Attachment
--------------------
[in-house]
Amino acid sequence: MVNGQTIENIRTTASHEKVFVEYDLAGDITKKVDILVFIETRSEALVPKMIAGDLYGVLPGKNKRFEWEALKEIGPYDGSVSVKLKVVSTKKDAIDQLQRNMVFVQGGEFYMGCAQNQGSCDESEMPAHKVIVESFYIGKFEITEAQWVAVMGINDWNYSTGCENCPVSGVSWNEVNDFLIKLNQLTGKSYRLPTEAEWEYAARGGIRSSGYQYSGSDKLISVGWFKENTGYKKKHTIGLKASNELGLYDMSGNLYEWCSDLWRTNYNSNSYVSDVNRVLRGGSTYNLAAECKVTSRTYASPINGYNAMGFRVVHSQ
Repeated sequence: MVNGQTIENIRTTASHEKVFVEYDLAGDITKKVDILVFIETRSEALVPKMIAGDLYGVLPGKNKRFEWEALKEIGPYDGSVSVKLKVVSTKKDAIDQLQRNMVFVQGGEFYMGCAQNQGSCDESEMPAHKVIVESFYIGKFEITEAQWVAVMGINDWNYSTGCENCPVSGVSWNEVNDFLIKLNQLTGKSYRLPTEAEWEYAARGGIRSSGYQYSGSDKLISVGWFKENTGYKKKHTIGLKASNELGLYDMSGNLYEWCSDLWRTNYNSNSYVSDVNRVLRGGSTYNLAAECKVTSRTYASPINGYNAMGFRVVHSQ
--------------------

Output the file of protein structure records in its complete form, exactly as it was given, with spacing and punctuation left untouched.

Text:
[in-house]
Amino acid sequence: MVNGQTIENIRTTASHEKVFVEYDLAGDITKKVDILVFIETRSEALVPKMIAGDLYGVLPGKNKRFEWEALKEIGPYDGSVSVKLKVVSTKKDAIDQLQRNMVFVQGGEFYMGCAQNQGSCDESEMPAHKVIVESFYIGKFEITEAQWVAVMGINDWNYSTGCENCPVSGVSWNEVNDFLIKLNQLTGKSYRLPTEAEWEYAARGGIRSSGYQYSGSDKLISVGWFKENTGYKKKHTIGLKASNELGLYDMSGNLYEWCSDLWRTNYNSNSYVSDVNRVLRGGSTYNLAAECKVTSRTYASPINGYNAMGFRVVHSQ
Repeated sequence: MVNGQTIENIRTTASHEKVFVEYDLAGDITKKVDILVFIETRSEALVPKMIAGDLYGVLPGKNKRFEWEALKEIGPYDGSVSVKLKVVSTKKDAIDQLQRNMVFVQGGEFYMGCAQNQGSCDESEMPAHKVIVESFYIGKFEITEAQWVAVMGINDWNYSTGCENCPVSGVSWNEVNDFLIKLNQLTGKSYRLPTEAEWEYAARGGIRSSGYQYSGSDKLISVGWFKENTGYKKKHTIGLKASNELGLYDMSGNLYEWCSDLWRTNYNSNSYVSDVNRVLRGGSTYNLAAECKVTSRTYASPINGYNAMGFRVVHSQ